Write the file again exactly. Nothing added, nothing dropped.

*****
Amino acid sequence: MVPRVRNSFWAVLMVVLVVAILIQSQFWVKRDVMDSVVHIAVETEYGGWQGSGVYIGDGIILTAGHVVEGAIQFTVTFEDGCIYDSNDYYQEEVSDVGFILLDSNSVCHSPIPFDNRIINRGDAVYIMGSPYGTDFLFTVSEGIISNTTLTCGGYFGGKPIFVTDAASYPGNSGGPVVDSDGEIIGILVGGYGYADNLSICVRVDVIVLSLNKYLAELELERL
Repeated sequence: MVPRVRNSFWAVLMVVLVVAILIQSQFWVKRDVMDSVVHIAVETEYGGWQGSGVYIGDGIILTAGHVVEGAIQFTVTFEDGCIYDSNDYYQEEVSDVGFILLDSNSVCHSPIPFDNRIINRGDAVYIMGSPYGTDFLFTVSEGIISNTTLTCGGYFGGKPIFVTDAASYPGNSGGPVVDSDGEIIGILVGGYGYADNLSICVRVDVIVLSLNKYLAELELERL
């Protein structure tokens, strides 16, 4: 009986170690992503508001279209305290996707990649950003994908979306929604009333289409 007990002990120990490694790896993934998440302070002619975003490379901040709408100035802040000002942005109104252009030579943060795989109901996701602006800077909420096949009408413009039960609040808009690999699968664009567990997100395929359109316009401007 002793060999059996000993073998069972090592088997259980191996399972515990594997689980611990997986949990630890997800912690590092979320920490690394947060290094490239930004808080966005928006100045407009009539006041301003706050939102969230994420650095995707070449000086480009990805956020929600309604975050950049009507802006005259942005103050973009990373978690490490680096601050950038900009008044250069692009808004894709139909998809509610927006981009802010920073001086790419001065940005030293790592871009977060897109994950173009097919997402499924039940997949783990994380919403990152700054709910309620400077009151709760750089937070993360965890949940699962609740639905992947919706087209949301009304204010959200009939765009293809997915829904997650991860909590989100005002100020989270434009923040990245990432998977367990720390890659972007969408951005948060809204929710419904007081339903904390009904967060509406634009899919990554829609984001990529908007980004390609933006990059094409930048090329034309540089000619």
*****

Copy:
Amino acid sequence: MVPRVRNSFWAVLMVVLVVAILIQSQFWVKRDVMDSVVHIAVETEYGGWQGSGVYIGDGIILTAGHVVEGAIQFTVTFEDGCIYDSNDYYQEEVSDVGFILLDSNSVCHSPIPFDNRIINRGDAVYIMGSPYGTDFLFTVSEGIISNTTLTCGGYFGGKPIFVTDAASYPGNSGGPVVDSDGEIIGILVGGYGYADNLSICVRVDVIVLSLNKYLAELELERL
Repeated sequence: MVPRVRNSFWAVLMVVLVVAILIQSQFWVKRDVMDSVVHIAVETEYGGWQGSGVYIGDGIILTAGHVVEGAIQFTVTFEDGCIYDSNDYYQEEVSDVGFILLDSNSVCHSPIPFDNRIINRGDAVYIMGSPYGTDFLFTVSEGIISNTTLTCGGYFGGKPIFVTDAASYPGNSGGPVVDSDGEIIGILVGGYGYADNLSICVRVDVIVLSLNKYLAELELERL
């Protein structure tokens, strides 16, 4: 009986170690992503508001279209305290996707990649950003994908979306929604009333289409 007990002990120990490694790896993934998440302070002619975003490379901040709408100035802040000002942005109104252009030579943060795989109901996701602006800077909420096949009408413009039960609040808009690999699968664009567990997100395929359109316009401007 002793060999059996000993073998069972090592088997259980191996399972515990594997689980611990997986949990630890997800912690590092979320920490690394947060290094490239930004808080966005928006100045407009009539006041301003706050939102969230994420650095995707070449000086480009990805956020929600309604975050950049009507802006005259942005103050973009990373978690490490680096601050950038900009008044250069692009808004894709139909998809509610927006981009802010920073001086790419001065940005030293790592871009977060897109994950173009097919997402499924039940997949783990994380919403990152700054709910309620400077009151709760750089937070993360965890949940699962609740639905992947919706087209949301009304204010959200009939765009293809997915829904997650991860909590989100005002100020989270434009923040990245990432998977367990720390890659972007969408951005948060809204929710419904007081339903904390009904967060509406634009899919990554829609984001990529908007980004390609933006990059094409930048090329034309540089000619």